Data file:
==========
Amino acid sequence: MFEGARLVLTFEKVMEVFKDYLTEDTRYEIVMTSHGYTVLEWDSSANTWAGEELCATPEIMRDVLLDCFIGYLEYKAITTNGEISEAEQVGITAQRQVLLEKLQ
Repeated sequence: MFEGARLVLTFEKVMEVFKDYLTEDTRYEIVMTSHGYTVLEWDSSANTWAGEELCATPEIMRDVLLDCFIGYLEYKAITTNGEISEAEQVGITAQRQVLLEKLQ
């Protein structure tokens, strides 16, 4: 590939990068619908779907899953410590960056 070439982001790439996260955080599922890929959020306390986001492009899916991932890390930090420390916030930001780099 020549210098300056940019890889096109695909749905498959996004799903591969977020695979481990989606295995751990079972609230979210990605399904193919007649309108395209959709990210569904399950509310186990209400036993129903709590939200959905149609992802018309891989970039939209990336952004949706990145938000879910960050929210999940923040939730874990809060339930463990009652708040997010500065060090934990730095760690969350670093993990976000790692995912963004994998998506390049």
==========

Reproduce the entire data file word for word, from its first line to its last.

Amino acid sequence: MFEGARLVLTFEKVMEVFKDYLTEDTRYEIVMTSHGYTVLEWDSSANTWAGEELCATPEIMRDVLLDCFIGYLEYKAITTNGEISEAEQVGITAQRQVLLEKLQ
Repeated sequence: MFEGARLVLTFEKVMEVFKDYLTEDTRYEIVMTSHGYTVLEWDSSANTWAGEELCATPEIMRDVLLDCFIGYLEYKAITTNGEISEAEQVGITAQRQVLLEKLQ
């Protein structure tokens, strides 16, 4: 590939990068619908779907899953410590960056 070439982001790439996260955080599922890929959020306390986001492009899916991932890390930090420390916030930001780099 020549210098300056940019890889096109695909749905498959996004799903591969977020695979481990989606295995751990079972609230979210990605399904193919007649309108395209959709990210569904399950509310186990209400036993129903709590939200959905149609992802018309891989970039939209990336952004949706990145938000879910960050929210999940923040939730874990809060339930463990009652708040997010500065060090934990730095760690969350670093993990976000790692995912963004994998998506390049």